Long-haul COVID may be a disability entitled to ADA legal protections

North Jersey Media Group

When the Americans with Disabilities Act became law, none of its sponsors could have predicted that 31 years later it could be invoked to protect people with long-haul COVID from discrimination.

But as people with post-acute COVID syndrome, or “long COVID,” try to go back to work after their illness, the limitations they experience from COVID’s long-term effects may rise to the level of a disability and entitle them to special arrangements to do their jobs.   

“We’re bringing agencies together to make sure Americans with long COVID who have a disability have access to the rights and resources that are due under the disability law,” President Joe Biden said in July, when he marked the anniversary of the federal law. He said the rights of people with long COVID could include accommodations in the workplace, schools and health care.

More  than 11 million people nationwide are living with long COVID, based on estimates that symptoms persist — or new ones develop — more than six months after infection in 10% to 30% of those infected.

That would be more than 318,000 people in New Jersey, according to estimates by the American Academy for Physical Medicine and Rehabilitation — numbers that continue to grow as more people are infected.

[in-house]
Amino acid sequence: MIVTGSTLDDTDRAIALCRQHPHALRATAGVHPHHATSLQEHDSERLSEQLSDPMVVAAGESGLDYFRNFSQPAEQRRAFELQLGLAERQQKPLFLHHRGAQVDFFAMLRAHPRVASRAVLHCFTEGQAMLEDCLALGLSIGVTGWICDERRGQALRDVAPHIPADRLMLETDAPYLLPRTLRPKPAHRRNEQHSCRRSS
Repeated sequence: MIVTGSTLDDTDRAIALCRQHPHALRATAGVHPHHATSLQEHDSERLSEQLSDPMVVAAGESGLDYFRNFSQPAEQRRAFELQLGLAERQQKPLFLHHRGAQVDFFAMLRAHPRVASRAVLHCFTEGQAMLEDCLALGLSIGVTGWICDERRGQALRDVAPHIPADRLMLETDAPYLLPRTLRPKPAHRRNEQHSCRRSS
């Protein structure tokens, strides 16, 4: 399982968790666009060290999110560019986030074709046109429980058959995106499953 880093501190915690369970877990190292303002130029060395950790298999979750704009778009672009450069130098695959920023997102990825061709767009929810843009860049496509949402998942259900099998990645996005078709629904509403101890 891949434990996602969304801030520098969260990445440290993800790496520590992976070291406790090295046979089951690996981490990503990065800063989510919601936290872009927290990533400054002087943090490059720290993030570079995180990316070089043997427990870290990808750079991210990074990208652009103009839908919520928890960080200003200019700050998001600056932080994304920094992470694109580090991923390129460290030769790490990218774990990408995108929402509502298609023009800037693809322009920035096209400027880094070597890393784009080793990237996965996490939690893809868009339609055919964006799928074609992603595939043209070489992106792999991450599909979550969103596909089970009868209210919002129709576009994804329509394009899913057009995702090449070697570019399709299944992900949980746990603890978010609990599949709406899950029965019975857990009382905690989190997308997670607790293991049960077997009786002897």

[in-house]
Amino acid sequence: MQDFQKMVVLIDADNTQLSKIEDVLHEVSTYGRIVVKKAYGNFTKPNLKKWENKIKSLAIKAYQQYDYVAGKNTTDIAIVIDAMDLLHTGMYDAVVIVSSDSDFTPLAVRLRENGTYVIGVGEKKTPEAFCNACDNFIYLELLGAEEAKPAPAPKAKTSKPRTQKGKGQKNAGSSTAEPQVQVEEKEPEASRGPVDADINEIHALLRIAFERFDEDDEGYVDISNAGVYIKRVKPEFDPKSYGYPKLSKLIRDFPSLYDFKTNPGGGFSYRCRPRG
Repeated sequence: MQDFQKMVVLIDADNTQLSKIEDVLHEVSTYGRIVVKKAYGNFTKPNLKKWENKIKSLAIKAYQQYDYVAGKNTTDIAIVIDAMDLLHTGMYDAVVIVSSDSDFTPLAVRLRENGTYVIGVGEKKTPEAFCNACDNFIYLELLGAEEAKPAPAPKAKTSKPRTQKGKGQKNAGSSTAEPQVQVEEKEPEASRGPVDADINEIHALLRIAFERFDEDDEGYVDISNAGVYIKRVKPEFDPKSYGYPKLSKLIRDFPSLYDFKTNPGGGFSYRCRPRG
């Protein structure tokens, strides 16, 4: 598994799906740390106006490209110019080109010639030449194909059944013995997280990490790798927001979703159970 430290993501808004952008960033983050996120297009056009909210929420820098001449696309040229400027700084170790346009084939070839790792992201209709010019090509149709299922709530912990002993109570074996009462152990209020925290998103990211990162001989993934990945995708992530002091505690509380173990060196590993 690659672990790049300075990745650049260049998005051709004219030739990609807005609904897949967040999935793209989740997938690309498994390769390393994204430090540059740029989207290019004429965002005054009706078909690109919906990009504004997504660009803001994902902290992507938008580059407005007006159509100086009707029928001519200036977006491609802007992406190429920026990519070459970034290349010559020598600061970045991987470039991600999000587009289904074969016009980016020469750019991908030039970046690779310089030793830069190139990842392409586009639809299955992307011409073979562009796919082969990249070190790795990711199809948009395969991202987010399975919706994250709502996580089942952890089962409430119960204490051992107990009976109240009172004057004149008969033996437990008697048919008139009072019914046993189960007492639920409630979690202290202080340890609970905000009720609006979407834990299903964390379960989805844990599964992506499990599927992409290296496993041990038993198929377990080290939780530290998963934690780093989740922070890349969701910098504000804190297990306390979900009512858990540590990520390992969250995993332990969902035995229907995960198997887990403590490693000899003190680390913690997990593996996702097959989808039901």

Their symptoms can include shortness of breath and respiratory problems, muscle aches, brain fog, anxiety, depression, fatigue — especially after exertion — and a host of other conditions described by the federal Centers for Disease Control and Prevention. Whether these symptoms are temporary or will develop into chronic conditions is the subject of research funded by the National Institutes of Health.

People who are hospitalized appear more likely to develop long COVID, but even some who had asymptomatic cases of the disease may later develop residual effects.  

A recent study published in the Lancet of more than 1,000 patients from the pandemic’s early days at a hospital in Wuhan, China, found that half of patients whose illness was severe enough to require hospitalization had one symptom that persisted a year later. The most common were breathing difficulties, fatigue and muscle weakness, anxiety, depression, sleep problems and loss of smell.

“We know these are symptoms that can persist for weeks or months and may range from mild to incapacitating,” Taryn Mackenzie Williams, the U.S. assistant secretary of labor for disability employment policy, said of long COVID. She heads the department’s efforts to apply the protections of federal disability law to long COVID.

For employees or potential employees with long COVID, symptoms may affect their ability to do their jobs. In many cases, even if they don’t think of themselves as disabled, they are entitled to workplace arrangements that accommodate their limitations, said Tracie DeFreitas, a consultant and ADA specialist for the Job Accommodation Network, which is funded by the Department of Labor.